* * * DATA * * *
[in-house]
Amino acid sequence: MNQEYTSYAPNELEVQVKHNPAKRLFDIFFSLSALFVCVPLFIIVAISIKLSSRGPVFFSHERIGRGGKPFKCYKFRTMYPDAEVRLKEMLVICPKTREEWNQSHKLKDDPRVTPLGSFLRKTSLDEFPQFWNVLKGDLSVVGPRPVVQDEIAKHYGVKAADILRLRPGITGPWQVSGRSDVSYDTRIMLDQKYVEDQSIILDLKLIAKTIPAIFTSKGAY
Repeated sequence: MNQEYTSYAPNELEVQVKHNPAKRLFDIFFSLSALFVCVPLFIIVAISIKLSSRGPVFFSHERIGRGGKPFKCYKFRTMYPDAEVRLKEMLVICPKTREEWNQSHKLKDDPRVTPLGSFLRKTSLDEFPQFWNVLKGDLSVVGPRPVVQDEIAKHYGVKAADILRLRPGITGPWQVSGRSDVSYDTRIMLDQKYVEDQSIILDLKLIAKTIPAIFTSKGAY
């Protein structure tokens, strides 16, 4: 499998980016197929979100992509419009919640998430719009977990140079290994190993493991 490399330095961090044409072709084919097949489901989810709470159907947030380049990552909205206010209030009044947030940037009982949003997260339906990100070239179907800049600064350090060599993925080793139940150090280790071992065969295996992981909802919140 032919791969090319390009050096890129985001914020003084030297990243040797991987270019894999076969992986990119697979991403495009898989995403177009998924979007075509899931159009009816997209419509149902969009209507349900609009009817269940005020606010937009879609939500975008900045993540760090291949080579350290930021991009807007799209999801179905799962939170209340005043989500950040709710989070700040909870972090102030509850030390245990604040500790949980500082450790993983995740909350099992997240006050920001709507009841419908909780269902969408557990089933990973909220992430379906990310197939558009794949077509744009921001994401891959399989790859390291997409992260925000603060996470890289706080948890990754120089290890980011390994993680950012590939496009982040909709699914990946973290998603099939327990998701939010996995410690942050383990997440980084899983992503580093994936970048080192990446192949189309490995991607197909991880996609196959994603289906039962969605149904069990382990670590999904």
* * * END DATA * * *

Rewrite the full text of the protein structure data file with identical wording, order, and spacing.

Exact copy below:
[in-house]
Amino acid sequence: MNQEYTSYAPNELEVQVKHNPAKRLFDIFFSLSALFVCVPLFIIVAISIKLSSRGPVFFSHERIGRGGKPFKCYKFRTMYPDAEVRLKEMLVICPKTREEWNQSHKLKDDPRVTPLGSFLRKTSLDEFPQFWNVLKGDLSVVGPRPVVQDEIAKHYGVKAADILRLRPGITGPWQVSGRSDVSYDTRIMLDQKYVEDQSIILDLKLIAKTIPAIFTSKGAY
Repeated sequence: MNQEYTSYAPNELEVQVKHNPAKRLFDIFFSLSALFVCVPLFIIVAISIKLSSRGPVFFSHERIGRGGKPFKCYKFRTMYPDAEVRLKEMLVICPKTREEWNQSHKLKDDPRVTPLGSFLRKTSLDEFPQFWNVLKGDLSVVGPRPVVQDEIAKHYGVKAADILRLRPGITGPWQVSGRSDVSYDTRIMLDQKYVEDQSIILDLKLIAKTIPAIFTSKGAY
């Protein structure tokens, strides 16, 4: 499998980016197929979100992509419009919640998430719009977990140079290994190993493991 490399330095961090044409072709084919097949489901989810709470159907947030380049990552909205206010209030009044947030940037009982949003997260339906990100070239179907800049600064350090060599993925080793139940150090280790071992065969295996992981909802919140 032919791969090319390009050096890129985001914020003084030297990243040797991987270019894999076969992986990119697979991403495009898989995403177009998924979007075509899931159009009816997209419509149902969009209507349900609009009817269940005020606010937009879609939500975008900045993540760090291949080579350290930021991009807007799209999801179905799962939170209340005043989500950040709710989070700040909870972090102030509850030390245990604040500790949980500082450790993983995740909350099992997240006050920001709507009841419908909780269902969408557990089933990973909220992430379906990310197939558009794949077509744009921001994401891959399989790859390291997409992260925000603060996470890289706080948890990754120089290890980011390994993680950012590939496009982040909709699914990946973290998603099939327990998701939010996995410690942050383990997440980084899983992503580093994936970048080192990446192949189309490995991607197909991880996609196959994603289906039962969605149904069990382990670590999904």